Marco Brambilla: Creation (Megaplex) | This is the completion of a trilogy of 3D video collages that began with Civilization (Megaplex) (2008) and Evolution (Megaplex) (2010).
Creation (Megaplex) presents a spectacle of hundreds of clips from a vast archive of iconic Hollywood and international films. Set within the form of a giant DNA double-helix, Brambilla takes the viewer on a spiraling trajectory that begins with a big bang and continues through embryonic inception, idyllic Eden-like bliss and decadence, and culminates in annihilation -- only to then interminably re-invent itself. Brambilla creates a hyper-realistic landscape of clouds, meadows and burning cityscapes against which this cycle of human endeavor unfolds.
Using groundbreaking 3D technology, Creation (Megaplex) is the most technologically complex work in the triptych. According to Christopher Eamon, "Brambilla's working method is unique. Not content to merely montage clips together one after the other as in the now-familiar 'collage film' genre where appropriated films are sequenced to create something new, Brambilla's approach crops and isolates figures and bits of action... collaging them together across space -- as in a painting -- as well as in time, as the piece unfolds temporally."
Chloe Early: Rainbow Ruins | A chromatic meditation on the lush contrasts of nature and technology. Lullaby Lost (image above) reveals an urban secret garden, characters reflective in an organic environment, where bright and autumnal abstractions frame tonal perception. As Early describes, Lullaby Lost is "an abandoned journey, a dead end, a downpour and a radioactive palette." Central to all the work is emotion, grounding mercurial worlds with human presence. "The idea was to create a kind of Lost scenario, people taken from contemporary society but placed in an ambiguous environment, surrounded by wild nature and various degenerate machines," says Early. The painting's thematic shifts reflect in the moods of its human figures, vibrant with transformation. "The changing pace of technology, the distance between how we live now and even 50 years ago, these old machines that I'm painting seem almost organic compared to our new shiny internet based world." As painting with oil on aluminum symbolizes change, Early's work explores evolutions of painterly consciousness, finding hypnotic dreams in aesthetic polarities.
Loaded: Mary O'Malley and Laura Sharp Wilson | Loaded examines their interest in depicting something that has been imagined before it is drawn. Both O'Malley and Wilson conjure a world or system that's entirely their own. They do not draw from living motifs. Rather, O'Malley and Wilson prefer artificial sources -- often creating an alternate "natural" universe where hybridization is the modus operandi. Using paper as their primary medium, both artists individually create work that's quite rich in the layering of forms and patterns.
Wilson's recent series of brightly colored, acrylic and graphite paintings on paper is her least figurative and most complex to date. Continuing her interest to convey clarity amidst chaos, the artist explores the contradictory world by portraying systems of delineated and meticulously rendered forms that collide and intertwine in concentrated compositions -- a poetic reference to the everyday struggle. Wilson, who studied painting and color theory (Washington, D.C. color field painter Sam Gilliam was her mentor) and textile design, works primarily with Unryu -- a Japanese mulberry paper that's semi-translucent with long threads running through and preferred by Wilson for its tactile, fibrous quality. Her visual language is deeply rooted in her fascination with cloth patterns that range from Constructivist textile designs to 18th century Indian palampore.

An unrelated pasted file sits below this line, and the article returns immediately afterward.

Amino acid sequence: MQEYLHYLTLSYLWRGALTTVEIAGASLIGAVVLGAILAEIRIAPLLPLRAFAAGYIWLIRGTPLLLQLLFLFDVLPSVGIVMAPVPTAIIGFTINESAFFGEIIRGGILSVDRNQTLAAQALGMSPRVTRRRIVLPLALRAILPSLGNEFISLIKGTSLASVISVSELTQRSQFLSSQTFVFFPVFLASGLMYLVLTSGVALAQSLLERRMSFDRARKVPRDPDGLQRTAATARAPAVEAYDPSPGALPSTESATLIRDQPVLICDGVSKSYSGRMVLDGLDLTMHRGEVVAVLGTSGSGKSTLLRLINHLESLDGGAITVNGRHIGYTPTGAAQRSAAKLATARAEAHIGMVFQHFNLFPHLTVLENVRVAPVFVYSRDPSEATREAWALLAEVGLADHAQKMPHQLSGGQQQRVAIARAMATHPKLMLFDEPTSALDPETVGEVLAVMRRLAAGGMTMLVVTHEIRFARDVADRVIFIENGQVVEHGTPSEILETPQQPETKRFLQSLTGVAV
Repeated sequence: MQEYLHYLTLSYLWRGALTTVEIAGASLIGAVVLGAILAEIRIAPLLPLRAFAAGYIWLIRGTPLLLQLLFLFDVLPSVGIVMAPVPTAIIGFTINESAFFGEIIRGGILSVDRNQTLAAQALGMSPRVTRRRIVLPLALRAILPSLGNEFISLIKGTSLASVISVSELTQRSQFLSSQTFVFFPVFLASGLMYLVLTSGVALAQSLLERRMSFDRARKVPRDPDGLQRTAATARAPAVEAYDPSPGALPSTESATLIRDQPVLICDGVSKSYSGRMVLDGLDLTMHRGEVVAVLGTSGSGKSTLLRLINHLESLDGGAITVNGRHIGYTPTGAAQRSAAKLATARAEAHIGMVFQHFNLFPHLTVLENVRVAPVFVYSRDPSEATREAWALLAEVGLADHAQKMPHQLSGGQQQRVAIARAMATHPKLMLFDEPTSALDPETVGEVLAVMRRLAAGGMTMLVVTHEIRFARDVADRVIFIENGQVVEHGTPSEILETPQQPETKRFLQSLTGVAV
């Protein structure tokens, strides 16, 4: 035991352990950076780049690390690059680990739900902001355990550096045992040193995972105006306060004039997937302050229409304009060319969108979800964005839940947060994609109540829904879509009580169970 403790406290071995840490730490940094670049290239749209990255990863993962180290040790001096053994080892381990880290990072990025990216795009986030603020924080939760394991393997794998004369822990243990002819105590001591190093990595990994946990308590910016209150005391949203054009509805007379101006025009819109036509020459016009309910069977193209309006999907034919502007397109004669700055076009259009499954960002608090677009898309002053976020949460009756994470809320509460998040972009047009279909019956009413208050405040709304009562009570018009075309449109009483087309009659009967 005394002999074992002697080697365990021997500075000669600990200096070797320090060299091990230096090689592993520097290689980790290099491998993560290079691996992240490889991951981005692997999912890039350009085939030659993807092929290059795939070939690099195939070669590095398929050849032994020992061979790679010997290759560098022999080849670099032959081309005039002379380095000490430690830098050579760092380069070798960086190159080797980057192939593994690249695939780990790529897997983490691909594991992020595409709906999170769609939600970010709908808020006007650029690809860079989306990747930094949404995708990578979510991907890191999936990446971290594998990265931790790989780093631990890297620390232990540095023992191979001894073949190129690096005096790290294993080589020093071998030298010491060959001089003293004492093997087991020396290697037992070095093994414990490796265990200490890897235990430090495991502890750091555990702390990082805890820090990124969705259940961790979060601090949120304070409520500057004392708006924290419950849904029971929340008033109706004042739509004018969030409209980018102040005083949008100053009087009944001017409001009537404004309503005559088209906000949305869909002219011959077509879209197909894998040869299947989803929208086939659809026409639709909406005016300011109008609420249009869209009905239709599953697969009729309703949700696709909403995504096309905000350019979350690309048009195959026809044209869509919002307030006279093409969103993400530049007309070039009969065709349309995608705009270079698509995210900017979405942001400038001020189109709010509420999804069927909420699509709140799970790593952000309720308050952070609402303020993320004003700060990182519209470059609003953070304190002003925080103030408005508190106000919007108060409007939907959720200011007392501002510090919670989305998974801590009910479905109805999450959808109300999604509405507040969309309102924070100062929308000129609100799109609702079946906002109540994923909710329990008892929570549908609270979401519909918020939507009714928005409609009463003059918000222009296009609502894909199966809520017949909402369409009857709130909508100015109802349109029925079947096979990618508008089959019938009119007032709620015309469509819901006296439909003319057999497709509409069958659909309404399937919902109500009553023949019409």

Wally Gilbert: New Work | The show features large images on paper from a recent series of abstractions in color made based on a well-known optical illusion. These pictures were created by interacting the basic image with itself, slightly moved in register, and set in different colors. The artist has created patterns in color contrasts that often swell from the paper and move out from the picture plane. In still other combinations of the underlying image, he has produced floating images or flat, abstract patterns.
As well, the artist shows digital images that lend themselves to a severe enhancement in color space. By driving all the pixels to full color saturation, he creates a striking image that looses some of the photographic clarity but achieves a "painterly" quality. By presenting these images on an LED light-frame, he creates jewel-like effects that light up the room.
Jack Reilly | Reilly is known as one of the original artists from the Abstract Illusionism movement of the late 1970s. For three decades he has maintained an affinity for simplicity in painting through a visually complex and laborious technique. Thousands of brushstrokes in acrylic polymers and metallic pigment are painted on geometric shaped-canvas structures. Reilly combines theoretical systems and elements of serendipity arranged within linear formats that interact with the shape of the canvas, sometimes straddling the line between painting and sculpture.
Jack Reilly received his M.F.A. from Florida State University in 1978 and shortly thereafter he moved to Los Angeles. Reilly is a recipient of a National Endowment for the Arts grant and numerous other awards. His paintings are included in major public, private and corporate collections internationally. He is chair of the Art Department and professor of Art at California State University Channel Islands.
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